A newly released brief by an area research institute is shedding light on the issue of youth homelessness, which, according to the report, is experienced by one in 10 young adults between the ages of 18-25 and one in 30 adolescents between 13-17.
Chapin Hall, a youth-centered policy research center affiliated with the University of Chicago, released the report, Missed Opportunities: Youth Homelessness in America, on Nov. 15. It was compiled as part of the Voices of Youth Count policy research initiative.
"We have a collective obligation to ensure all young people have a chance to succeed, starting from a young age," said Bryan Samuels, executive director of Chapin Hall in a statement. "Intervening and building stability during adolescence and young adulthood for those at highest risk will have lifelong effects. As a country, we can look for the missed opportunities in schools, communities and public services to prevent youth homelessness."
The data was culled from a survey of 26,161 individuals and among its findings, directly addresses specific populations, including LGBT youth, who are at greater risk of experiencing homelessness. According to the report, LGBT youth are at a 120 percent higher risk of experiencing homelessness.
Chapin Hall researchers said they would specifically address LGBT youth experiencing homelessness, as well as other at-risk populations, in future reports. Other at-risk populations include black and Hispanic youths, youth who do not complete high school and youth who are parents.
Among the findings researchers said should direct future governmental actionsall pointing to broad systemic challengesare that youth homelessness remains a hidden yet widespread issue; involves diverse experiences and circumstances; requires prevention and early intervention efforts; affects rural youth at the the same levels as it does individuals in urban or suburban areas; and remains a larger risk for specific populations of youth.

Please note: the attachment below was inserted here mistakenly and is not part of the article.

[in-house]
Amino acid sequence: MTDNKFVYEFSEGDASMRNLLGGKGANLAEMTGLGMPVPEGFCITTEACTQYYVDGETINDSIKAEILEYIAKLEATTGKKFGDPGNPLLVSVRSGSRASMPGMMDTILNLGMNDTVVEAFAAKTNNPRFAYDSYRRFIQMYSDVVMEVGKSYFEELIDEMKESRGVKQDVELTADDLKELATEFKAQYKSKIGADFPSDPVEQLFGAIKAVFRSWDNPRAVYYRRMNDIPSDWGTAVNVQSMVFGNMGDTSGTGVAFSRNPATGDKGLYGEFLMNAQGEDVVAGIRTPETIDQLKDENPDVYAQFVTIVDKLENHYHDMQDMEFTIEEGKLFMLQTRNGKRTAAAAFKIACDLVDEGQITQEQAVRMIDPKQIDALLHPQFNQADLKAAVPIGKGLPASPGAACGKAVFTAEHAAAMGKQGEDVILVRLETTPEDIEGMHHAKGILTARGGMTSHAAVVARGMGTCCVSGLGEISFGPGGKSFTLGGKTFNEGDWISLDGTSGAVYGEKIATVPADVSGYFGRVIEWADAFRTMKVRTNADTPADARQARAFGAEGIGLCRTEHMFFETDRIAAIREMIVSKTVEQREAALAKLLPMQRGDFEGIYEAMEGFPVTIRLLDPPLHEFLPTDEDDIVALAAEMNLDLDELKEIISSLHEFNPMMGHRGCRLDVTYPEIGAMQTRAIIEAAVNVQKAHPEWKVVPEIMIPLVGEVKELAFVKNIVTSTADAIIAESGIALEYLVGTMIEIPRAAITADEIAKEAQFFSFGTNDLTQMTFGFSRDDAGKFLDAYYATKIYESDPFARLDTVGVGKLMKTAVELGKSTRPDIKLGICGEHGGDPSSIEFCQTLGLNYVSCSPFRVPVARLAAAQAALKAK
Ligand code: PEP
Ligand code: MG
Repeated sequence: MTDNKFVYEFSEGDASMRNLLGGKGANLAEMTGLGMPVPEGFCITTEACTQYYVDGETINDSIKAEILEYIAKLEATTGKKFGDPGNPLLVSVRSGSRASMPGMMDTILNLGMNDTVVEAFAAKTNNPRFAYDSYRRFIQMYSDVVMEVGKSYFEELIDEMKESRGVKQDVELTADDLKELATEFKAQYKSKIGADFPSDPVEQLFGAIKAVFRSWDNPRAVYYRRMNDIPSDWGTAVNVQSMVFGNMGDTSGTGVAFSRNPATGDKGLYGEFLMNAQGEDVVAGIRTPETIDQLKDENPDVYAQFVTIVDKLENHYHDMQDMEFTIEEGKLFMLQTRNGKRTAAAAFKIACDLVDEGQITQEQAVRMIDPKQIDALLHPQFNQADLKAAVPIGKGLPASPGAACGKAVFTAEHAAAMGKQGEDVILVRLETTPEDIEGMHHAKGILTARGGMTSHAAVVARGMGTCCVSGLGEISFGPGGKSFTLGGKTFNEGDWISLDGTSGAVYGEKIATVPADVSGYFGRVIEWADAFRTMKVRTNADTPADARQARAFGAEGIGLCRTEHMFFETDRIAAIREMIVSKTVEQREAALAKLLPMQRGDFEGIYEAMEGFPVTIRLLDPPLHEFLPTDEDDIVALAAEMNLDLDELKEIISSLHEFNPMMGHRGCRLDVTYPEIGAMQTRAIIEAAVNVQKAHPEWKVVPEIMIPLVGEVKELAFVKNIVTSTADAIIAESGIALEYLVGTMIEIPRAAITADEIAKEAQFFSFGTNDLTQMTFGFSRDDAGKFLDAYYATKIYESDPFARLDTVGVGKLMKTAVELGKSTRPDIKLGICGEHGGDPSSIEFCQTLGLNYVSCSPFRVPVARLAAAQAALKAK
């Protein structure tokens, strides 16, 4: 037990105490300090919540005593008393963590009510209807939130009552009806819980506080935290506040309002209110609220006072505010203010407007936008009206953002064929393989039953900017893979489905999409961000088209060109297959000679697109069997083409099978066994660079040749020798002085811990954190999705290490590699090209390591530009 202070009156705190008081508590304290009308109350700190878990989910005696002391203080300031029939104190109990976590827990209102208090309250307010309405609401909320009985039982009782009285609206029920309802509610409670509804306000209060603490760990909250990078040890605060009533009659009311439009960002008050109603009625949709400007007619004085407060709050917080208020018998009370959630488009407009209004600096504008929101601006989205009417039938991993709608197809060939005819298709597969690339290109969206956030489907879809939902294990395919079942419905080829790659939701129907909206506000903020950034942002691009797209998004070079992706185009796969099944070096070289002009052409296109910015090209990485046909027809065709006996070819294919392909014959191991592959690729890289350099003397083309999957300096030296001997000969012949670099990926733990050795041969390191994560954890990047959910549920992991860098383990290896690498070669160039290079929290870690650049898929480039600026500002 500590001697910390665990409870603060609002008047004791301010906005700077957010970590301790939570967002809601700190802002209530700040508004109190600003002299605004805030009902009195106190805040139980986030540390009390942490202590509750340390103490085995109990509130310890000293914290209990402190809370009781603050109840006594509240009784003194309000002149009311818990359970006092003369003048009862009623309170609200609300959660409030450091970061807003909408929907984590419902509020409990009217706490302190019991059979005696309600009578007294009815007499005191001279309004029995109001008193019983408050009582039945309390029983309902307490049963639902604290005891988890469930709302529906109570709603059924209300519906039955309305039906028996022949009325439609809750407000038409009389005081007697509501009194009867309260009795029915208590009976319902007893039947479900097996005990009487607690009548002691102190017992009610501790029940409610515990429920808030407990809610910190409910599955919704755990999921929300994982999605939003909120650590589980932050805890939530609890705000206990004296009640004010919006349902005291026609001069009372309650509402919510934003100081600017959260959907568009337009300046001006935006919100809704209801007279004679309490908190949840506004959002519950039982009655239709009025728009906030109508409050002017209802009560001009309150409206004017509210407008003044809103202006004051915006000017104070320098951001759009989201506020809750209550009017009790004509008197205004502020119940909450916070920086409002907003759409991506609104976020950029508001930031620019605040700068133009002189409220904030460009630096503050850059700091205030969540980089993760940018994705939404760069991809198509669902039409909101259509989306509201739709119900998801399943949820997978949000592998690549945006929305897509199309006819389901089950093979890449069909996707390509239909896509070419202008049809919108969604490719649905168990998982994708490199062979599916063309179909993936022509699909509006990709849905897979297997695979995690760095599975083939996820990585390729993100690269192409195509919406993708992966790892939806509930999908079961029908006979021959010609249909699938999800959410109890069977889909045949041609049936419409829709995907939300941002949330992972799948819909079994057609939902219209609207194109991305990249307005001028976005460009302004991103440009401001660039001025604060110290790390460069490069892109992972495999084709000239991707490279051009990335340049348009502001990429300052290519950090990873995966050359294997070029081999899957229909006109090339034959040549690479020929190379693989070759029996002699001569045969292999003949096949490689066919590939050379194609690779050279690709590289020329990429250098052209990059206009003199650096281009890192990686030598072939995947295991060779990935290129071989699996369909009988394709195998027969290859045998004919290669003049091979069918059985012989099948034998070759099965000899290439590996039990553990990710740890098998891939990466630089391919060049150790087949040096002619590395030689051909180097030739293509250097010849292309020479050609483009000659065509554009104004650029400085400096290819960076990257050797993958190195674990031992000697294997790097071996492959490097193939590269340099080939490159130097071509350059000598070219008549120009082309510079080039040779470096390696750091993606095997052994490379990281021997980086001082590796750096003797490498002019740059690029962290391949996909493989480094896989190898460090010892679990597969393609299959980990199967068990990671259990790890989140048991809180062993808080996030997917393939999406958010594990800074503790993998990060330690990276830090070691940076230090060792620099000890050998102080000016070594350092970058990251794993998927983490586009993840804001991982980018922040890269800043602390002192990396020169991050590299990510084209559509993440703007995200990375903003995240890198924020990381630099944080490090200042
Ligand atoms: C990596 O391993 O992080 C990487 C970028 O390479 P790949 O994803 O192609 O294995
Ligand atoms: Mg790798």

"Our survey looked to give the nationfor the first timea fuller view of youth homelessness by finding young people who don't always get counted through systems and community-based efforts," said Matthew Morton, a research fellow at Chapin Hall. "We know that if we stop youth homelessness early, this prevents deeper homelessness and reduces public costs in the future. With new evidence in hand, Congress can support action."
A simultaneous Chapin Hall report focusing on youths experiencing homelessness in Cook County. In that survey, 25 percent of homeless and unstably housed youth in Cook County identified as lesbian, gay, bisexual, questioning, transgender or asexual. About 1,039 homeless or unstably housed youth were surveyed. Researchers noted that many youths might have felt uncomfortable divulging such information, but said findings suggested that the percentage of LGBT persons among youths experiencing homelessness was significantly higher than the percentage of LGBT persons among the general population.
Researchers included an "other" category encompassing transgender, gender non-conforming, and intersex persons, among others, when measuring gender identity numbers among Cook County respondents. About 4 percent of respondents chose the "other" category, while 56 percent identified as male and 40 percent identified as female.
Additionally, among Cook County respondents, 65 percent were African American; 13 percent were Latinx; 12 percent were white; six percent were multiracial; and five percent answered "other."